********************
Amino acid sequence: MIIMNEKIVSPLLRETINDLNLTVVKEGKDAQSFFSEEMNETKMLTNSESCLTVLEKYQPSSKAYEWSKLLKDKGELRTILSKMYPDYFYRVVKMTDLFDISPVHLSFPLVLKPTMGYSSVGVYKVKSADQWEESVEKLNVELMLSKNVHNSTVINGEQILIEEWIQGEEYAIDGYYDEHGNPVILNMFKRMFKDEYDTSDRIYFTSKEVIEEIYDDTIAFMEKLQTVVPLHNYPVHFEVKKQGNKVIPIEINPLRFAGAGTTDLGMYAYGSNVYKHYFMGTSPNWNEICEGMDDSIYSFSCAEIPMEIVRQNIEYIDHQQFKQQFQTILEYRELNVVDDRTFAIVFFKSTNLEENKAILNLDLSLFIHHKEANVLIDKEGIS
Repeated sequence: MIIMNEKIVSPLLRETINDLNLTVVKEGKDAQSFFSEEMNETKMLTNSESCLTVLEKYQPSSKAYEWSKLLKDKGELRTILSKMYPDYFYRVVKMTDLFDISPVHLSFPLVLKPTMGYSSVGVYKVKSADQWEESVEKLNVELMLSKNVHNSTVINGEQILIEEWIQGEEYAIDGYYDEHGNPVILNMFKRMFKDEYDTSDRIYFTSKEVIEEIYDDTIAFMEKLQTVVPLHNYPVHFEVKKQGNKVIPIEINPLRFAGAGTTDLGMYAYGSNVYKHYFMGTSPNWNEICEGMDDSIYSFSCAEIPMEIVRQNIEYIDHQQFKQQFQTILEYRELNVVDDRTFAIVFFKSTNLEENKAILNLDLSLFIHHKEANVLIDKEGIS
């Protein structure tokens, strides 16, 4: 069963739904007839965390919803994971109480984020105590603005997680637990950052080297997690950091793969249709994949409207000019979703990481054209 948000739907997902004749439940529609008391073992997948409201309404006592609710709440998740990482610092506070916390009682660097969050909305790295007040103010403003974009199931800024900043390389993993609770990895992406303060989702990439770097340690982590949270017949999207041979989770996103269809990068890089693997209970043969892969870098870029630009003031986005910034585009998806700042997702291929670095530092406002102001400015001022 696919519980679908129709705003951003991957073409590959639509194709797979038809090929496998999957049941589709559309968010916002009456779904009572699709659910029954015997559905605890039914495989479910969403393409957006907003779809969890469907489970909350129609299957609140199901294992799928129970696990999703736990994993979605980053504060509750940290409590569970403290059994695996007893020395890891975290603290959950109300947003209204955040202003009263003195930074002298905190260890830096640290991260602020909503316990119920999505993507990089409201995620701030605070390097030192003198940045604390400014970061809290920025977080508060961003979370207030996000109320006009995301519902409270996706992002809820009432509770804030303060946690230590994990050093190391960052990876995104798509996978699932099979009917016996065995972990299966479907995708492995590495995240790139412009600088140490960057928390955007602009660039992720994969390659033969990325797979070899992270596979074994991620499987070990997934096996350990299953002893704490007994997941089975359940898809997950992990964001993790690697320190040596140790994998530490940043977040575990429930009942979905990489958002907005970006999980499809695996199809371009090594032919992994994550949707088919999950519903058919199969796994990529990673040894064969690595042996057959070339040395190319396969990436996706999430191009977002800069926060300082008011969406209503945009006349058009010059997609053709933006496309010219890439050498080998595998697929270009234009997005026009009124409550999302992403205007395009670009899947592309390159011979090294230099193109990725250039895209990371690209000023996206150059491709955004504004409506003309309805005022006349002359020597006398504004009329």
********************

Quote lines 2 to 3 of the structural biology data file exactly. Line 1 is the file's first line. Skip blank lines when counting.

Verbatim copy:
Repeated sequence: MIIMNEKIVSPLLRETINDLNLTVVKEGKDAQSFFSEEMNETKMLTNSESCLTVLEKYQPSSKAYEWSKLLKDKGELRTILSKMYPDYFYRVVKMTDLFDISPVHLSFPLVLKPTMGYSSVGVYKVKSADQWEESVEKLNVELMLSKNVHNSTVINGEQILIEEWIQGEEYAIDGYYDEHGNPVILNMFKRMFKDEYDTSDRIYFTSKEVIEEIYDDTIAFMEKLQTVVPLHNYPVHFEVKKQGNKVIPIEINPLRFAGAGTTDLGMYAYGSNVYKHYFMGTSPNWNEICEGMDDSIYSFSCAEIPMEIVRQNIEYIDHQQFKQQFQTILEYRELNVVDDRTFAIVFFKSTNLEENKAILNLDLSLFIHHKEANVLIDKEGIS
């Protein structure tokens, strides 16, 4: 069963739904007839965390919803994971109480984020105590603005997680637990950052080297997690950091793969249709994949409207000019979703990481054209 948000739907997902004749439940529609008391073992997948409201309404006592609710709440998740990482610092506070916390009682660097969050909305790295007040103010403003974009199931800024900043390389993993609770990895992406303060989702990439770097340690982590949270017949999207041979989770996103269809990068890089693997209970043969892969870098870029630009003031986005910034585009998806700042997702291929670095530092406002102001400015001022 696919519980679908129709705003951003991957073409590959639509194709797979038809090929496998999957049941589709559309968010916002009456779904009572699709659910029954015997559905605890039914495989479910969403393409957006907003779809969890469907489970909350129609299957609140199901294992799928129970696990999703736990994993979605980053504060509750940290409590569970403290059994695996007893020395890891975290603290959950109300947003209204955040202003009263003195930074002298905190260890830096640290991260602020909503316990119920999505993507990089409201995620701030605070390097030192003198940045604390400014970061809290920025977080508060961003979370207030996000109320006009995301519902409270996706992002809820009432509770804030303060946690230590994990050093190391960052990876995104798509996978699932099979009917016996065995972990299966479907995708492995590495995240790139412009600088140490960057928390955007602009660039992720994969390659033969990325797979070899992270596979074994991620499987070990997934096996350990299953002893704490007994997941089975359940898809997950992990964001993790690697320190040596140790994998530490940043977040575990429930009942979905990489958002907005970006999980499809695996199809371009090594032919992994994550949707088919999950519903058919199969796994990529990673040894064969690595042996057959070339040395190319396969990436996706999430191009977002800069926060300082008011969406209503945009006349058009010059997609053709933006496309010219890439050498080998595998697929270009234009997005026009009124409550999302992403205007395009670009899947592309390159011979090294230099193109990725250039895209990371690209000023996206150059491709955004504004409506003309309805005022006349002359020597006398504004009329």